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The Kalahari, Affordable Green Luxury Living

Kalahari

There’s an interesting article in the November issue of Inc. Magazine about Full Spectrum NY and their low-income, green development, The Kalahari.  Located at 116th Street in Harlem, Kalahari has an interesting design — it’s actually inspired by designs of the Ndebele tribes of southern Africa.  The building is currently under construction and is aiming for LEED Silver certification; some of the green technology used in this building include wind and solar power, low-flow water fixtures, energy-efficient appliances, vegetated green roofing, and bamboo floors.  About half of the 249 units are set aside for families earning in the $56,000 per year range.  The article goes on to explain how successful Full Spectrum NY has been developing in the low-income, green housing niche.  Very cool.

$20B Green Homes Market, Efficiency Audits, Low-cost Technology, + Green Retail (WIR)

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WAV Project, Affordable Artist Green Loft Living

WAV Project

The Working Artists Ventura (WAV) Project by PLACE is a $57 million, state-of-the-art community designed by Adele Santos, Dean of Architecture at M.I.T.  In total, the project will include 69 affordable artist spaces with monthly rent from $388-963; 13 market-rate, for sale lofts from $686,000-1,050,000; and 6,000 sf of arts-friendly businesses.  The 130,000 sf, 4-floor building will be LEED certified and two blocks from local transit.  The community will also have the area’s first car sharing program.  Also check the video below.   

++Working Artists Ventura Project PDF Brochure [PLACE]
++Affordable LEED Live/Work Space for Artists [Building Green TV]

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SG Blocks Rolling Out Safe, Green Building System

Fort Bragg Container Home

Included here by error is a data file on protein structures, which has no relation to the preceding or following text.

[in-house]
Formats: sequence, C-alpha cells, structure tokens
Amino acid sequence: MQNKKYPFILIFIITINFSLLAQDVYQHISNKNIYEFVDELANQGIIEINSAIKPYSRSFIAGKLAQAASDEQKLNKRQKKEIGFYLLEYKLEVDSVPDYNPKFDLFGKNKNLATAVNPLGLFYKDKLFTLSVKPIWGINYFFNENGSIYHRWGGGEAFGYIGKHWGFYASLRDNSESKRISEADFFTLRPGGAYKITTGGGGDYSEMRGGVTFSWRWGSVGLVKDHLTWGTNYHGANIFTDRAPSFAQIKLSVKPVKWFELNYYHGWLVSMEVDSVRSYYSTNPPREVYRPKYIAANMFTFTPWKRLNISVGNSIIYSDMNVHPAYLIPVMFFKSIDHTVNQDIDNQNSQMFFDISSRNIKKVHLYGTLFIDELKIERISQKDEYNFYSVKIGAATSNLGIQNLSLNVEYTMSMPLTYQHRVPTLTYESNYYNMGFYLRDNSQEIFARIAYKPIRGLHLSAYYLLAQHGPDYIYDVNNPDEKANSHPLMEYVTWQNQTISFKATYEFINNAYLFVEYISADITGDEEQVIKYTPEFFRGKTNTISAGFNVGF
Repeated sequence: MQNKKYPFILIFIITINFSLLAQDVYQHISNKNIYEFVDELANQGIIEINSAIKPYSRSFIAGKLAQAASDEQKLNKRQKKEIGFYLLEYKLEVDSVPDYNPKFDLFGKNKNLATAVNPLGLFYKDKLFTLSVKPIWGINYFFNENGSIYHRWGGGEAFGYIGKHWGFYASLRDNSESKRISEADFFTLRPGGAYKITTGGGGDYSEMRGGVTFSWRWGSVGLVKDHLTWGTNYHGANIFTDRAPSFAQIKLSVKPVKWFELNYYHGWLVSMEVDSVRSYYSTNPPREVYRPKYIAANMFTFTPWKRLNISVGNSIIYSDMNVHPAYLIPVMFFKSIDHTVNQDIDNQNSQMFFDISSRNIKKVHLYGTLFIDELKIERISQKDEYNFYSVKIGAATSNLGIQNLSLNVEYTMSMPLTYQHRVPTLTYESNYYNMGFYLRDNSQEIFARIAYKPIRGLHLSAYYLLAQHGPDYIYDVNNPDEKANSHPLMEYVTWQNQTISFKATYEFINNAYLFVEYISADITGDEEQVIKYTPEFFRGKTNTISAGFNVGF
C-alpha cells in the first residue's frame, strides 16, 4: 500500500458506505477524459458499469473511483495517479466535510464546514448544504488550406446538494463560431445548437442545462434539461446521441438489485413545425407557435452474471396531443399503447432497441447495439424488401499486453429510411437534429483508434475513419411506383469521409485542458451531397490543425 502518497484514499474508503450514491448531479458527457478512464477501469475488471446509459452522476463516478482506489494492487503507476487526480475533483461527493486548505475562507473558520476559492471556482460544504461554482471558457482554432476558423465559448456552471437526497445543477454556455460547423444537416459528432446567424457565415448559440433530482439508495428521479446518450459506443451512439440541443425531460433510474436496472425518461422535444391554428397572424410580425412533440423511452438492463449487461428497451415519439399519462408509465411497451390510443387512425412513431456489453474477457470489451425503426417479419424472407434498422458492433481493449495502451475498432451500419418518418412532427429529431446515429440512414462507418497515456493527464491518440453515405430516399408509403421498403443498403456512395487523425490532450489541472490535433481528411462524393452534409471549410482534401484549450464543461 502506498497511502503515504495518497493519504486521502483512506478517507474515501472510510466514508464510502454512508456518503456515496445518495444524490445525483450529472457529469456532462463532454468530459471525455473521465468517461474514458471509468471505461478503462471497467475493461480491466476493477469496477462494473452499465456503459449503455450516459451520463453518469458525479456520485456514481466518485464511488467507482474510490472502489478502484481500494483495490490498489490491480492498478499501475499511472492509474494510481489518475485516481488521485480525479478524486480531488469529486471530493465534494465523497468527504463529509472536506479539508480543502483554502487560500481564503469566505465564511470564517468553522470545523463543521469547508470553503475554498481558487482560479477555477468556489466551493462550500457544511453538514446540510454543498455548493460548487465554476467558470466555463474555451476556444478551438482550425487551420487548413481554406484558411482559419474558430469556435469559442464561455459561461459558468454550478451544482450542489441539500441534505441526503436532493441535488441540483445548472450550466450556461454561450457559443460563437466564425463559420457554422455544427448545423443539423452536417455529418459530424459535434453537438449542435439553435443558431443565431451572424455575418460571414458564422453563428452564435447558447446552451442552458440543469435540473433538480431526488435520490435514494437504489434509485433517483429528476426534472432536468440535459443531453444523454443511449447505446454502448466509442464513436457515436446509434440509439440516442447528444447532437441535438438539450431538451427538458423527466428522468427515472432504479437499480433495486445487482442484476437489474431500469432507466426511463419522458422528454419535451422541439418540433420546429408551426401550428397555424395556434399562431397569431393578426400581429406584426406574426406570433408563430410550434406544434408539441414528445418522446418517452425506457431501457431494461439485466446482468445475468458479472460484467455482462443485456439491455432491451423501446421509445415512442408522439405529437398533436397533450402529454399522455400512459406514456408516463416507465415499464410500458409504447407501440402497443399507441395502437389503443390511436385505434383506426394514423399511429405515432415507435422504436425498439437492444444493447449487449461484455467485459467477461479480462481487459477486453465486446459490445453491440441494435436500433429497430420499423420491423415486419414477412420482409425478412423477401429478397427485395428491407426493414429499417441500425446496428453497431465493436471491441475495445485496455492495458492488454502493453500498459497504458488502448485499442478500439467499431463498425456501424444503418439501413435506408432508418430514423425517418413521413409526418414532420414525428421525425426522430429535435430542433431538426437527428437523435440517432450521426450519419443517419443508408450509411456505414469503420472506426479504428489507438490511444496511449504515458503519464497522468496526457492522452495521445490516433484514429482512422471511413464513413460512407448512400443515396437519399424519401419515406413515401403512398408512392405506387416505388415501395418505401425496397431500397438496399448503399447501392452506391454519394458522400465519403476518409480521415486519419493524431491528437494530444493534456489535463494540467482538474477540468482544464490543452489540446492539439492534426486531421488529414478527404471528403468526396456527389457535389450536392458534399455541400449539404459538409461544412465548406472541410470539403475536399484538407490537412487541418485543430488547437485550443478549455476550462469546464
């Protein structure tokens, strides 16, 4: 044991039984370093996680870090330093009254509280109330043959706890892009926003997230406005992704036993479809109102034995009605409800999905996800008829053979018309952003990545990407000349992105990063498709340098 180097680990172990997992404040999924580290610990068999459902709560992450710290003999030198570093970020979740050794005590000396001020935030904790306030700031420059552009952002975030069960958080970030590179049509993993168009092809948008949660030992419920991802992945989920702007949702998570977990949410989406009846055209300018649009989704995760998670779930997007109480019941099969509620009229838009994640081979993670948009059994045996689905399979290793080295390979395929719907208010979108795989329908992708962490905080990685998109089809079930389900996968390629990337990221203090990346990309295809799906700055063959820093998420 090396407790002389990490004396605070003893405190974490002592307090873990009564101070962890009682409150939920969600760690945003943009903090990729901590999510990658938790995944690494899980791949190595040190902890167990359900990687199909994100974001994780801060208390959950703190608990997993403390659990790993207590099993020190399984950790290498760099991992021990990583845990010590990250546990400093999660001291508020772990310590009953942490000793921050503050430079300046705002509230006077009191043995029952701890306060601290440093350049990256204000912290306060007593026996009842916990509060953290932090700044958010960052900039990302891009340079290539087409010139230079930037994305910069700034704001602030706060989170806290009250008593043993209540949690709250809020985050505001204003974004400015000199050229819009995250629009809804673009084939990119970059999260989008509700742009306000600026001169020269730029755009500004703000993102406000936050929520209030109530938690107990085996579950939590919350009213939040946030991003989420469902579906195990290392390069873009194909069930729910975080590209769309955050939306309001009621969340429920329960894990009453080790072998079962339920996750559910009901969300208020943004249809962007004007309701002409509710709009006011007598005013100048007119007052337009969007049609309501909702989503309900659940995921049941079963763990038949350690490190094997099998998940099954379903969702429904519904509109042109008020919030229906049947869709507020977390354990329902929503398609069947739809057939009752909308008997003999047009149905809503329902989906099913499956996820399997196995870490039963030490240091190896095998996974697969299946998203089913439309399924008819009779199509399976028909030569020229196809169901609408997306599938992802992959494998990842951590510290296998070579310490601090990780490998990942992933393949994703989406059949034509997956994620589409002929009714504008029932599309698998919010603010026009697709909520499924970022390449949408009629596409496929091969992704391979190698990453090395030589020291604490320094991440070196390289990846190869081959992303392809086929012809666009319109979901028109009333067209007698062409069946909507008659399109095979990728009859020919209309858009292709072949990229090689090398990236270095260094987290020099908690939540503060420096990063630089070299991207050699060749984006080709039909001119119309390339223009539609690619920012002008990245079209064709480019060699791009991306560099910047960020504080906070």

Recently, I’ve had the pleasure of discussing the phenomenon of container housing with David Cross, Chief Business Development Officer for SG Blocks LLC.  SG Blocks, short for Safe and Green, is a sustainable building system made from containers.  Going beyond the trendy fascination with exposed container architecture design–modern, industrial, and extremely good looking, in my opinion, SG Blocks intends to use containers as a fundamental component to building construction.  A container home doesn’t necessarily have to look like a container home (that’s up to you), but it can have all the same advantages: comfortable, strong, green, and affordable.   

The home you see above is an example of container modules being used on a traditional home as a framing system.  From the outside or inside, you’re not going to know that it was built with container modules.  The cost of framing a home built with SG Blocks is about $22-30 psf, which is roughly comparable to other forms of construction.  BUT did you know that recycling containers into steel beams takes nearly 8,000 kW of energy at a cost of roughly $800?  Rather, it takes about 400 kW of energy to turn containers into a home.  At about 5% of the energy when compared to straight recycling, that’s not bad.  And right now, SG Blocks is in the process of rolling out their building system nationally.

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Instant Built House, Rapid Deployment Shelter

IBH Opening 5/31/2007

I like the idea of using things that we already have to create things that we need — which is probably why the concept of container housing is so intriguing.  In Las Vegas, Arnie Stalk, in conjunction with METRO Development Group and SHARE, has created an actual prototype of the Instant Built House.  IBH is a rapid deployment shelter made from standardized, recycled ISO modules — containers that can be transported via ocean cargo ships, railroad "piggy-back" trains, semi-trucks, helicopter airlift operations, and civilian and military jumbo air cargo transports.  In other words, an IBH can be shipped practically anywhere in the world in a moment’s notice. 

IBH Shelters are built with the following:  fully insulated walls, photovoltaic solar array for power, wind-ventilated scoops and skylights, roof-mounted HVAC units, satellite cable and internet, and internal waste collector and water recycling systems.  IBH models are secured on concrete caisson footings, foundations, and slabs.  I’m surprised they used Longhorn colors to paint it, but we’ll let that slide. :)

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TrailerWrap Project, Mobile Home to Modern Pad

TrailerWrap Project

Exploring issues of sustainability and energy efficiency, the TrailerWrap Project aims to provide simple, affordable solutions to improve conditions in mass-produced, low-cost mobile homes.  Mobile homes are a prolific form of living, and important one, but they can be inefficient, ugly, and uncomfortable to live in.  So the University of Colorado at Denver College of Architecture cooked up sketches and prototypes, a kit to transform the common mobile home.  And now, that process is complete and they have the first actual TrailerWrap home.  I’m completely blown away by the results. 

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